In recent polls, the Labour Party has been bumping along at five or six per cent, slightly down from its catastrophic performance in the 2016 General Election, when the party achieved just 6.6 per cent, and held only seven of the 37 seats it had won in 2011.
Insider thinks these polls may be slightly underestimating the likely outcome for Labour if an election were called now. The party should hold its existing seats - any Labour TD who survived the massacre of 2016 must have deep roots indeed in his/her constituency. However at least half of Labour’s TDs – Willie Penrose, Jan O’Sullivan, and Sean Ryan – are of an age where they must be nearing retirement, and another – Joan Burton – is, politically speaking, a corpse. Though being politically dead has never stopped anyone getting re-elected to Dáil Éireann.
The former Fianna Fáil minister for justice, Sean Doherty, was a member of the Dáil until 2002, almost 20 years after the phone tapping scandal of 1983 finished his career in front line politics. Neil Blaney haunted the Dáil for a quarter of a century after the Arms Trial which, unjustly in Insider’s opinion, led to his expulsion from Fianna Fáil and subsequent complete political marginalisation. Michael Lowry’s political ghost is still taking up space. It is not just in zombie movies that the dead walk; their shoes also shuffle across Leinster House’s fine carpets.
Labour can also hope to make a gain or two next time. Insider understands that posh liberals up and down the country are panting in anticipation at the prospect of the return to the Dáil of Aodhán O'Riordán [pictured above]. Last time out voters were determined to get Labour, and not just by withdrawing their number one vote from the party. To punish Labour for water charges, cuts to payments to single parents, and much more besides, voters continued down the ballot paper and made sure their votes went against Labour in the vital later counts.
It is unlikely voters will be quite so vengeful towards Labour now it is out of government; they may instead concentrate their ire on the silly party that is the Independent Alliance. Is it just Insider who thinks Shane Ross, Finian McGrath, Seán Canney, et al, increasingly look like a bad country'n'Irish band, the sort who play Foster and Allen covers in church halls? Hanging on to a few TDs, as Labour probably will at the next election, and perhaps celebrating the move from Seanad back to Dáil of the dazzlingly talented Mr O'Riordán is one thing; being seen as a real political alternative by, well, anyone, is quite another.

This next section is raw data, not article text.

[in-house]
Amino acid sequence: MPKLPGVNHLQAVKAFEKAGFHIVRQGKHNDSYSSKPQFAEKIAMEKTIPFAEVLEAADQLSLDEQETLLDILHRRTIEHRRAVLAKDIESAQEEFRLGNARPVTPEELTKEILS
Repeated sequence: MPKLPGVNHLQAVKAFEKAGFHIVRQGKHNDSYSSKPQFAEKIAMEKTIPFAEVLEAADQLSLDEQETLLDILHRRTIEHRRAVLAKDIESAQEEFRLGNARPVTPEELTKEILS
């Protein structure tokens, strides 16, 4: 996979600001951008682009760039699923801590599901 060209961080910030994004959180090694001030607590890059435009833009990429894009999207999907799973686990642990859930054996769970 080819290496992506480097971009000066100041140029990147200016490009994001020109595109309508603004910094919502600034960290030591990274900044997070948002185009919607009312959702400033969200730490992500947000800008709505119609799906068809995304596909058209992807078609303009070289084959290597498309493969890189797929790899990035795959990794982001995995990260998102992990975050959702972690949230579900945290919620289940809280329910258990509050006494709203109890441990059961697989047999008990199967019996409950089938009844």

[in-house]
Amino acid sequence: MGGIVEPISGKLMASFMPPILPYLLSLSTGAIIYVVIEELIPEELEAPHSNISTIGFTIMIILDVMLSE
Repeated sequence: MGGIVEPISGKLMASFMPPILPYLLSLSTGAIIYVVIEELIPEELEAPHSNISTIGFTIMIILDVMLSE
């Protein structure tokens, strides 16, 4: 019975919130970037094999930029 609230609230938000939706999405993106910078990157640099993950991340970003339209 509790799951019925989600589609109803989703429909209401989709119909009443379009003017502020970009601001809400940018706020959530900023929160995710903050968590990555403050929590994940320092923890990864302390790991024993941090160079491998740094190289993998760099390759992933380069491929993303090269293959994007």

'When a jaded middle aged, middle class, leftie such as Insider would rather be associated with the political wing of the INLA than be seen behind a Labour banner, it says something very dark about the peculiar place Labour has ended up'
Many activists refused to attend the National Housing and Homelessness demonstration in Dublin on April 7 because of Labour’s participation in the event. There was even a #NotWithLabour hashtag on Twitter and Facebook. Insider attended this demonstration and thinks these activists were mistaken. Every demonstration of the left has a few peculiar people on it. The Labour contingent on the day was small and hidden away at the back. Clearly the organisers were aware of the ongoing toxicity of the Labour brand.
From a distance the Labour contingent looked like the remnants of some ultra left sect: the Workers Revolutionary Party without the sex, or the International Communist Current without the huge sign that read “No to democracy, yes to class struggle.” The demonstration was dominated by the banners of Sinn Féin, People Before Profit, and Solidarity/the Socialist Party. At one point Insider and friends went to buy ice-creams, and when they rejoined the march realised that they were (horror! ) marching with the Labour Party.